Bottom of market hit as Green in €200m float
Vernon and Gunne to raise money for commercial property deals
Two of Ireland's smartest property investors Stephen Vernon and Pat Gunne have called an end to the near seven-year property market crash.
The pair are seeking to raise over €200m from investors in a special Green Property stock market float next month. This money will be used to buy up prime commercial property in central Dublin and will mark the first company to seek a full primary listing on Ireland's stock market since 2007.
"For the types of assets we're investing in we don't think that the prices will be going down. That's why we're doing this," Vernon told the Sunday Independent. Green is also to invest €10m of its own funds into the firm.
While big US funds such as Blackstone have been truffling around the Irish market seeking deals, this marks the first time a major institutional-backed Irish investor has entered the domestic market. The Comer Brothers, Larry Goodman, John and Bernie Gallagher and some ballsy private buyers have made a number of acquisitions recently.
"In September 2012, the mood music changed. There was clearly a different atmosphere," Vernon said. "There have been the first glimmers of light in certain sectors." Commercial property indicators suggests that some prime city centre offices have risen by 10 per cent since January, with vacancy levels in parts of Dublin 2 and Dublin 4 falling to just 6 per cent as multinational firms such as Google and Facebook expand.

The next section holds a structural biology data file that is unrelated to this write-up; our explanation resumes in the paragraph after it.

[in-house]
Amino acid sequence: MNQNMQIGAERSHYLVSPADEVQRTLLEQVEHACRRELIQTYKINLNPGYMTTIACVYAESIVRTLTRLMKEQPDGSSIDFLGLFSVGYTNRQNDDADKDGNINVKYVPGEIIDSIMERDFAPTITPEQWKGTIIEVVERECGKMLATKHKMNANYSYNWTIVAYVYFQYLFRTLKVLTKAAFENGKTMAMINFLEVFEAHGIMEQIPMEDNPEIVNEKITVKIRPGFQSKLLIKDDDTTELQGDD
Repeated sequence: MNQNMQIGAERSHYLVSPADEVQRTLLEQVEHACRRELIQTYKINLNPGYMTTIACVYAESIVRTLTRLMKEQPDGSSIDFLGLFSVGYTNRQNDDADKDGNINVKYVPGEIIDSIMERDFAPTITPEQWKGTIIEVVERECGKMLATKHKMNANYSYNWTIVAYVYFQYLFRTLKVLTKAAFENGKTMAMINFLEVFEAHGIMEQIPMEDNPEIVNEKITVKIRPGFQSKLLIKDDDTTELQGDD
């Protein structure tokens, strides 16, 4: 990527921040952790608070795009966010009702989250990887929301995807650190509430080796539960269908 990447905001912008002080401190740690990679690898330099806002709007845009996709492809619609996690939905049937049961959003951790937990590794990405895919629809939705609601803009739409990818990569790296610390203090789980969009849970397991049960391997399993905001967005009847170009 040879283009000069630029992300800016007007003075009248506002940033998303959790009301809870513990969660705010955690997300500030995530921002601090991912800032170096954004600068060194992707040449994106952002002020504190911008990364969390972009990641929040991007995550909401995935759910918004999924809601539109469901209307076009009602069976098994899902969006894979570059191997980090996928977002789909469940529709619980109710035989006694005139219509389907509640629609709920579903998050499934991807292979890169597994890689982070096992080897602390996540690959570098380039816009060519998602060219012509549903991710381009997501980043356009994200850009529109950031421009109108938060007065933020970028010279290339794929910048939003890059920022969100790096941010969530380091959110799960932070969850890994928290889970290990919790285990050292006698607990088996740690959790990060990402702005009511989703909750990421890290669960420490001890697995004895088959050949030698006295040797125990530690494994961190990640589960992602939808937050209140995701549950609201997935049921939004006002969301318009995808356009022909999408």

Davy Stockbrokers and JP Morgan Cazenove are advising the company, which will be structured as a real estate investment trust (Reit) to take advantage of changes in legislation. Reits are listed firms that own or operate commercial buildings or properties. These vehicles offer property investors major tax advantages as they are generally exempt from corporate tax.
Vernon and Gunne have set off on an investor roadshow focussing on North America, UK and Europe. It is likely that pension funds, sovereign wealth and other longer term investors will be approached. The Green vehicle will be pitched as a punt on the Irish economic recovery as well as a pure property play. Vernon turned his Green Property company from a €24m stock market minnow into a €1.85bn valued property and shopping centre owner before taking it private in 2002. Gunne sold his family property business to CBRE during the boom before teaming up with Vernon at Green in 2010.
Once it has completed its initial €200m-plus fundraiser from investors, Vernon and Gunne plan to leverage the vehicle up with bank debt to finance an acquisition spree.
Although regulations allow for the Green vehicle to borrow up to 50 per cent LTV, management are likely to take a more cautious view, capping borrowings at 35 per cent. It is understood that Irish as well as international banks may provide financing for these property deals. This marks a dramatic change in sentiment towards Irish property by the domestic banks.
While the focus of the company will be to acquire office blocks in Dublin 2 and 4, it may also look at developing greenfield projects or completing half-built schemes in prime locations. Current rules mean that Green must invest 75 per cent of its money in "good assets" such as office blocks and buildings. The remaining 25 per cent could be invested in other assets such as property-backed bank loan portfolios. The company is thought to have identified a number of potential acquisitions.